Obituary – Sergeant James Coogans
SERGEANT JAMES COOGANS
LANARKSHIRE CONSTABULARY – 1969 to 1975
STRATHCLYDE POLICE – 1975 to 1999
I regret to inform you of the death of retired Sergeant James Coogans, who passed away peacefully, at St. Andrew’s Hospice, Henderson Street, Airdrie, at 5.30 a.m. on Monday, 27 August 2018,.
Jim was diagnosed with cancer in April 2017, news that Jim and his loving wife Aileen bore with dignity and determination to cope. Sadly, Jim’s health deteriorated, and he required to be admitted to the Hospice in July 2108. Both he and Aileen were heartened by the numerous visitors Jim received from friends and former colleagues, that brightened and enhanced his final weeks.
After leaving St. Patrick’s High School, Coatbridge, Jim became a butcher, but on 19 May 1969, approaching his 20th birthday, he joined Lanarkshire Constabulary and was posted to Mount Vernon/Baillieston. Jim took a pride in his appearance and was a very smart beat man.
His friendly and enthusiastic manner endeared him to his colleagues and made him popular with both his shift and the public. His enquiring mind and attention to detail saw him becoming a Trainee Detective Constable in December 1974, working through the amalgamation into Strathclyde Police in May 1975 and given the registered number 220506.
Jim was so successful that he was appointed Detective Constable at Shettleston on 18 August 1975. He thrived in the CID, a good team player, helpful, determined and hardworking, nothing was a problem to him.
It came as no surprise when he was promoted Patrol Sergeant in September 1978, stationed at ‘A’ Division Cranstonhill, Glasgow. Jim’s sound experience and maturity allowed him to make a positive impact on his shift, directing and advising his team; influencing and inspiring many young cops in a busy and varied environment.
In January 1982, Jim transferred to the Force Drugs Squad, then working from Turnbull Street, Glasgow. He joined a close-knit team who had their work cut out for them dealing with an increasing social problem that blighted many communities, the work was very challenging; the conditions encountered were not without personal risk whilst health and safety was not high on the agenda.
Jim took it all in his stride and was a loyal and trusted colleague. After his three year squad secondment, then stationed at Force Headquarters in Pitt Street, Glasgow, Jim transferred to Patrol Sergeant at ‘N’ Division at Cumbernauld, in November 1984, fair to say it was a bit of a culture shock, but Jim, as he always did, knuckled down and gave of his best. He was held in high regard by his shift and he gave them the benefit of his experience; many young cops received his wise counsel and were the better for it.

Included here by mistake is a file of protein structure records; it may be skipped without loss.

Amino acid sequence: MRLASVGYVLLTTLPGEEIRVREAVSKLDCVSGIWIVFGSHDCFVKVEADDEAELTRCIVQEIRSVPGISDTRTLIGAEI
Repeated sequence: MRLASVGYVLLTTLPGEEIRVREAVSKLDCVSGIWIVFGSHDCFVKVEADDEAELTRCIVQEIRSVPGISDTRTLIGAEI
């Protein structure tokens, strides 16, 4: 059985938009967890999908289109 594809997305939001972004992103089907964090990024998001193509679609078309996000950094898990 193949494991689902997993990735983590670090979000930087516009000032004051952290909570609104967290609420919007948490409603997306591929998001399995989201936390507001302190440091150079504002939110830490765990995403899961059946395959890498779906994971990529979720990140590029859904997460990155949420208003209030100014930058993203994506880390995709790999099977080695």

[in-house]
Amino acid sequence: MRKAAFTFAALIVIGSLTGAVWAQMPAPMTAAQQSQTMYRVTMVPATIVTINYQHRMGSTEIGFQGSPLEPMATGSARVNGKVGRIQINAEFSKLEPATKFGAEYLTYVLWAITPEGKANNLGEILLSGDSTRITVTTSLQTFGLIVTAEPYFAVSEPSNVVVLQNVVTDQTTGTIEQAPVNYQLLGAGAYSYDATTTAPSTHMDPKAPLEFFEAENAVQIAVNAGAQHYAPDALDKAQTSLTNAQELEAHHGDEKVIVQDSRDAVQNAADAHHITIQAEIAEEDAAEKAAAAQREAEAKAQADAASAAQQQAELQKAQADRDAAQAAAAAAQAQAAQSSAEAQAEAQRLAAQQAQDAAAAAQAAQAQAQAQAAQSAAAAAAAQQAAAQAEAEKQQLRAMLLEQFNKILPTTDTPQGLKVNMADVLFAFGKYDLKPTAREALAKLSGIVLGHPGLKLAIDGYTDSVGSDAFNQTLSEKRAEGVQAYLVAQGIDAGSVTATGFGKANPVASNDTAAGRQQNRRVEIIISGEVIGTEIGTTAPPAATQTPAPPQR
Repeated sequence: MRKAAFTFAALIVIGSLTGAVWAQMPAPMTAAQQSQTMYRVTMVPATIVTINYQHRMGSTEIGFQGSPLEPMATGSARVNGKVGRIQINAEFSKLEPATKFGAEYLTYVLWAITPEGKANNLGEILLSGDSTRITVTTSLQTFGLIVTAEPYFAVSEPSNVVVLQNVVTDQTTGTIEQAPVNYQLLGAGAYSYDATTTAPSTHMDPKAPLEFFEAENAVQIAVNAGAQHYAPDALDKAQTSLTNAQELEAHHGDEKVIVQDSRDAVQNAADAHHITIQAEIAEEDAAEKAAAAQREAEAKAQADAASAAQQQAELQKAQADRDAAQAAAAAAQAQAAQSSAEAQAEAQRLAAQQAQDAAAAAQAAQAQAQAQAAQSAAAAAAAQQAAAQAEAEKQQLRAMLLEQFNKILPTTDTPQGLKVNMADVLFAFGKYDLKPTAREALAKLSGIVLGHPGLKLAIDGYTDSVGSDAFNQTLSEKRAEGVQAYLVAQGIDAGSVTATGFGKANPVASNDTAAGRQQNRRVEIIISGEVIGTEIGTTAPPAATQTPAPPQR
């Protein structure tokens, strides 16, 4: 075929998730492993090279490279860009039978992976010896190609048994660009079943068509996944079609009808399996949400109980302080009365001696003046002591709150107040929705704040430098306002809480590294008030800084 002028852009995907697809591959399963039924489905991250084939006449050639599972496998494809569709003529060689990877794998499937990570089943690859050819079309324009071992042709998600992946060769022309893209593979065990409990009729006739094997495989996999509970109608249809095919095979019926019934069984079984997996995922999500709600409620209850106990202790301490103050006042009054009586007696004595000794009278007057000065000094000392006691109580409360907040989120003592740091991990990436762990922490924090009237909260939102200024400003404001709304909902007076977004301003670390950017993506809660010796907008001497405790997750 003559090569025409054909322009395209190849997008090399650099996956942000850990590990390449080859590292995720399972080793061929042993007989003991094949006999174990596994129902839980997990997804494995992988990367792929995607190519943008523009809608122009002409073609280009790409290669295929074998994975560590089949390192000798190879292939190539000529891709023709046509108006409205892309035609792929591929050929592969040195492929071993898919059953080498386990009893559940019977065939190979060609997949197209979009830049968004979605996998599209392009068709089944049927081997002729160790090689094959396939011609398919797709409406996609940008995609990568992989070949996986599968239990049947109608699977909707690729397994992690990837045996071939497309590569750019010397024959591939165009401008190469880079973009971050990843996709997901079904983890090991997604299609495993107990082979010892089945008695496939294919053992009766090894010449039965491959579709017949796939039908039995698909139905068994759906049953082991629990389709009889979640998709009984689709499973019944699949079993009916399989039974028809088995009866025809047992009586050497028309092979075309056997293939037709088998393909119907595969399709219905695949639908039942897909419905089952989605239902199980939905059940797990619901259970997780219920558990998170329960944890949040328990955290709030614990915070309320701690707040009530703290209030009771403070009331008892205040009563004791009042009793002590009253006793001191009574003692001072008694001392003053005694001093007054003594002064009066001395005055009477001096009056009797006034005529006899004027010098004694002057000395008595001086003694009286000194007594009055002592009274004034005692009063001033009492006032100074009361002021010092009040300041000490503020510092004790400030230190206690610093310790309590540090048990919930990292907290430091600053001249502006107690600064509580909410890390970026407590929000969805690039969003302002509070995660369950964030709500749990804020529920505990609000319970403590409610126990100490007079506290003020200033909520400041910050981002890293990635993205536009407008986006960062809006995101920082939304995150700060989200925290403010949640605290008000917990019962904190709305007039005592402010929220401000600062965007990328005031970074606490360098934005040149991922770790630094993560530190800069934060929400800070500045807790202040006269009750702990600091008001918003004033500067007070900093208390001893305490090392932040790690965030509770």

In September 1986, Jim was appointed Duty Officer at Cumbernauld, his firm and decisive approach left no room for ambiguity and was well received. In April 1987, Jim was assigned as Licensing Sergeant for ‘N’ Division, working from Divisional Headquarters at Coatbridge. This was a post to which Jim was extremely well suited and he made it his own over the next 12 years, becoming an expert in the field, recognised throughout the force, his guidance sought by many, a recognised authority who could stand his ground and argue his case with the best of them.
His tenure was only interrupted in May 1994, when he had a spell as Acting Inspector at Coatbridge, proving himself very capable, but his expertise in all things licensing probably made him too valuable a resource to move from the post and he worked there until he retired on 18 May 1999, after 30 years exemplary police service.
Jim will be remembered as a true gentleman who appreciated friends and colleagues. A very principled man, who had the courage of his convictions; an example of which was his refusal to attend at FHQ Pitt Street to receive his Long Service and Good Conduct Medal, his integrity meant more to him.
On retiring Jim lived in Spain for a few years, then, on returning to Scotland, he resumed working in a variety of roles, initially using his skills in licensing procedures to advise and assist the legal profession, working for Brunton Miller, Solicitors, Glasgow. He also worked with St Andrew’s Hospice and assisted in raising in the region of £250,000 for the charity. He then worked with Erskine Care Homes, fund raising for veterans, helping to make a difference to the lives of ex-military personnel and their families. He then worked as a Warden with North Lanarkshire Council and finally he worked for FACT – Federation Against Copyright Theft, completely retiring around 2012.
Jim enjoyed holidaying in his Caravan at Hunters Quay in Dunoon and numerous visits abroad. His other passion was Celtic Football Club.
He was a member of RPOAS Lanarkshire.
Jim is survived by his loving wife and best friend Aileen. He was a very proud father to his son Scott.